- The uses of tracking in operations management: Synthesis of a research program. Management and building of critical systems
- Petri network
A Petri net consists of places, transitions, and arcs. Arcs run from a place to a transition or vice versa, never between places or between transitions. The places from which an arc runs to a transition are called the input places of the transition; the places to which arcs run from a transition are called the output places of the transition.
Graphically, places in a Petri net may contain a discrete number of marks called tokens. Any distribution of tokens over the places will represent a configuration of the net called a marking. In an abstract sense relating to a Petri net diagram, a transition of a Petri net may fire if it is enabled, i.e., there are sufficient tokens in all of its input places; when the transition fires, it consumes the required input tokens, and creates tokens in its output places. A firing is atomic, i.e. a single non-interruptible step.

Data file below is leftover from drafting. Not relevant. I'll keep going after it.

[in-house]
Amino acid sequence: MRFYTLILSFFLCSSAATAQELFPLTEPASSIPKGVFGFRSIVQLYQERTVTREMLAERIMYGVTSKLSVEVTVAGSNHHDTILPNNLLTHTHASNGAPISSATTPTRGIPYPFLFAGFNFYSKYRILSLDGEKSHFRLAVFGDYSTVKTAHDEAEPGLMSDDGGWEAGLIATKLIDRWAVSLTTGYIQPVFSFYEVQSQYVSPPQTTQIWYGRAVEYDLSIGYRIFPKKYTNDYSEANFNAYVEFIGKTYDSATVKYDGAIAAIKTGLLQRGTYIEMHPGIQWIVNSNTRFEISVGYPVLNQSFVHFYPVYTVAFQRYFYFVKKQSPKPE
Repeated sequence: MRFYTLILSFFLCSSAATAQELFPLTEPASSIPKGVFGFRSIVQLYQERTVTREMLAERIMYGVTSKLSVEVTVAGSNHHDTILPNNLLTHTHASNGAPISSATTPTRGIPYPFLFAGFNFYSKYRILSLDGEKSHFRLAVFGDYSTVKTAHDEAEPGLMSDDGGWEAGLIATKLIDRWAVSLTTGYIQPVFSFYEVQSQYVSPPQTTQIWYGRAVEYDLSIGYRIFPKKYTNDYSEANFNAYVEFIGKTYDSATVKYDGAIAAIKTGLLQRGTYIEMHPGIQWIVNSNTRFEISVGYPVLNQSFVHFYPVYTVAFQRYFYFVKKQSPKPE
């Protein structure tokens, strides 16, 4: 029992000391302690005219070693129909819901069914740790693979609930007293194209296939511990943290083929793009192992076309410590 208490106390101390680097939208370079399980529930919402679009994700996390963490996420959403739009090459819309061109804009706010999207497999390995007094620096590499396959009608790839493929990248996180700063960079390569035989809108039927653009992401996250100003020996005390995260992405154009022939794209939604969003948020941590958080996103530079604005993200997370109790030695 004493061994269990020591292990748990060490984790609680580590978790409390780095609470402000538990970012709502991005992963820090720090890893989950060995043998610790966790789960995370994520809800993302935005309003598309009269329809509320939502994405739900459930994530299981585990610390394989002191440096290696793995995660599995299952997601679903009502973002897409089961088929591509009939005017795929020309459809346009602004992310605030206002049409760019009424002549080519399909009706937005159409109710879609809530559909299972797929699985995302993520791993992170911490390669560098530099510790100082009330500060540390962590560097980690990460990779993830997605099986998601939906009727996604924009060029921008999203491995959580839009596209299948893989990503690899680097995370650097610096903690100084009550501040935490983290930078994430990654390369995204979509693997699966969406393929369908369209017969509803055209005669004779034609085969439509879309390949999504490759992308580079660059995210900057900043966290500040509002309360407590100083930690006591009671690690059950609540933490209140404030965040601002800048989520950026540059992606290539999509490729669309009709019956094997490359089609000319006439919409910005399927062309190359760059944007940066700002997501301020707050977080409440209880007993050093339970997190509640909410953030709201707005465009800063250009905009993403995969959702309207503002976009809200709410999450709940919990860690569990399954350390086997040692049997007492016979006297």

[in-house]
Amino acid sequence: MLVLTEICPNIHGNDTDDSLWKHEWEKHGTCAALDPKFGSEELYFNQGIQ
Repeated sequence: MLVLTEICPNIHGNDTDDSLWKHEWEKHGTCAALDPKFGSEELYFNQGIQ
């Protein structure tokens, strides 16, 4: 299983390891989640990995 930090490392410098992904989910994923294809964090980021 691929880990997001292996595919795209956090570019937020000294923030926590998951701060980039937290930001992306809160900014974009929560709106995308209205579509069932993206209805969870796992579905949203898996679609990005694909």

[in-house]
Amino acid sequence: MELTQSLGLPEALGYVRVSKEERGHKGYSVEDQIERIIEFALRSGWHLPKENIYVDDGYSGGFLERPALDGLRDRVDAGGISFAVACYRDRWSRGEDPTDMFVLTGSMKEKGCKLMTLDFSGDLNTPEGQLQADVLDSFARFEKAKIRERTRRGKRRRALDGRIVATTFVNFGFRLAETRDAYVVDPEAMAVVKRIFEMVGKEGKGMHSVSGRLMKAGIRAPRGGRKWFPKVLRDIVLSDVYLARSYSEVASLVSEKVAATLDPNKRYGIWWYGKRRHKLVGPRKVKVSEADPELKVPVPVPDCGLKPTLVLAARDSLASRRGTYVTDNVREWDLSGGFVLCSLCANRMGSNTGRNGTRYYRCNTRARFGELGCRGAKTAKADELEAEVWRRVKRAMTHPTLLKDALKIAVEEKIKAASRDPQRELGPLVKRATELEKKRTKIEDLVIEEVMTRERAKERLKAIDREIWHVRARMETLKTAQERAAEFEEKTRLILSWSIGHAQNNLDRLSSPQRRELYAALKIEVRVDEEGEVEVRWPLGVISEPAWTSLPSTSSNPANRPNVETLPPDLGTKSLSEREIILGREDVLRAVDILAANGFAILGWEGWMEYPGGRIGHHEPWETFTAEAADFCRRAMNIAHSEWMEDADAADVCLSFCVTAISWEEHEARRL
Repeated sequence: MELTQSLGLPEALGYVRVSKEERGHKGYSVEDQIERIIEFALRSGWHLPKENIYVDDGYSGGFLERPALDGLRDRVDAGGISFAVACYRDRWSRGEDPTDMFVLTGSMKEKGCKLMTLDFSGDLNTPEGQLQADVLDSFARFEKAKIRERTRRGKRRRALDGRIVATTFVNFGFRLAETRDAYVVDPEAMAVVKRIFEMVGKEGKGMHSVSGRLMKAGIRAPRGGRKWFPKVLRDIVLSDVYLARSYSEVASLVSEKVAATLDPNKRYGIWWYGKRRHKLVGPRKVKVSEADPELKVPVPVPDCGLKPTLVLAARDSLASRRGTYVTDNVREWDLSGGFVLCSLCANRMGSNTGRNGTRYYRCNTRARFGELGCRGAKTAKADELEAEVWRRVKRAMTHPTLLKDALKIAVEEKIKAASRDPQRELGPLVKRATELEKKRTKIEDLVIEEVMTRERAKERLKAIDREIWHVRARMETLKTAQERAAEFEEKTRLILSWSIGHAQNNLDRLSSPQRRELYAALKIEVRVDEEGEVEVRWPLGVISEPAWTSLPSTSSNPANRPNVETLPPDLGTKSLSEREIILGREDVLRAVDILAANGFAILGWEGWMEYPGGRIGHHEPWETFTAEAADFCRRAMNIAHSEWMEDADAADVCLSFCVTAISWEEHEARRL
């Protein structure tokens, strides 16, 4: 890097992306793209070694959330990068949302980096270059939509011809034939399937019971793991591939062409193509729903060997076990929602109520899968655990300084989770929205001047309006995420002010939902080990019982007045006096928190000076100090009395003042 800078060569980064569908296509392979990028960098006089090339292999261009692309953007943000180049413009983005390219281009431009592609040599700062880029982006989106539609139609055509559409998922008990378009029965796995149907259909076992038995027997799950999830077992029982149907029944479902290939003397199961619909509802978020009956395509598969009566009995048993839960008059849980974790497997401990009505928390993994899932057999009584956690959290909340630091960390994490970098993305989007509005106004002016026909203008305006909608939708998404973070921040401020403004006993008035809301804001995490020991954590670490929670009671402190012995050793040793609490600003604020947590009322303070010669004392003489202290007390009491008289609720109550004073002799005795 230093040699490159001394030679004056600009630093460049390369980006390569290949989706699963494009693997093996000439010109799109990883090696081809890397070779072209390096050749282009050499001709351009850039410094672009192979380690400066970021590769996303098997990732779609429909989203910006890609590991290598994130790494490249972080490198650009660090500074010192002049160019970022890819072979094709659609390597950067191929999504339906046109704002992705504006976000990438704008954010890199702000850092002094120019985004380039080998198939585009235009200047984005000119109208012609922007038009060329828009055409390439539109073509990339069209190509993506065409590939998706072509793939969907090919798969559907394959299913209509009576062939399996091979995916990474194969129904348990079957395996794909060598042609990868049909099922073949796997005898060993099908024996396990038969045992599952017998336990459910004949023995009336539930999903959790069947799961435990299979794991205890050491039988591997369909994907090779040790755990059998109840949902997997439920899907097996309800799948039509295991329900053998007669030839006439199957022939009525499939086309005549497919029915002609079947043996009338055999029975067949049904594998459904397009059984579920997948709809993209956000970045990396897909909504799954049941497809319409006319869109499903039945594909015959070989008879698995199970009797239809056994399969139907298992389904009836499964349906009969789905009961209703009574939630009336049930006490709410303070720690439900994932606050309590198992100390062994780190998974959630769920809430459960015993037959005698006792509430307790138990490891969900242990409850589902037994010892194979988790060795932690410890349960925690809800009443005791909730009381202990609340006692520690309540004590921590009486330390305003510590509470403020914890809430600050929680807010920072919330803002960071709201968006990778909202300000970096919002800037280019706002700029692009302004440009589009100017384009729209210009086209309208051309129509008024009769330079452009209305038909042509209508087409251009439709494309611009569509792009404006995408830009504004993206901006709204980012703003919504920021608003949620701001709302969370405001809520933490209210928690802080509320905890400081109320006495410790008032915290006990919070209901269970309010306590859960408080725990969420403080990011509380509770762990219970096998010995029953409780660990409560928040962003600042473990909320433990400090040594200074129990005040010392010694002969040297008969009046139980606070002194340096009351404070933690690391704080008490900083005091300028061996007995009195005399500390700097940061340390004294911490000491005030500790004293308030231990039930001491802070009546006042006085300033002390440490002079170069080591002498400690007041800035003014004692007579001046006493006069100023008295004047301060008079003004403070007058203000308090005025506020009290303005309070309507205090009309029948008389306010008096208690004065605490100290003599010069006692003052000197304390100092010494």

Unless an execution policy (e.g. a strict ordering of transitions, describing precedence) is defined, the execution of Petri nets is nondeterministic: when multiple transitions are enabled at the same time, they will fire in any order.
Since firing is nondeterministic, and multiple tokens may be present anywhere in the net (even in the same place), Petri nets are well suited for modeling the concurrent behavior of distributed systems.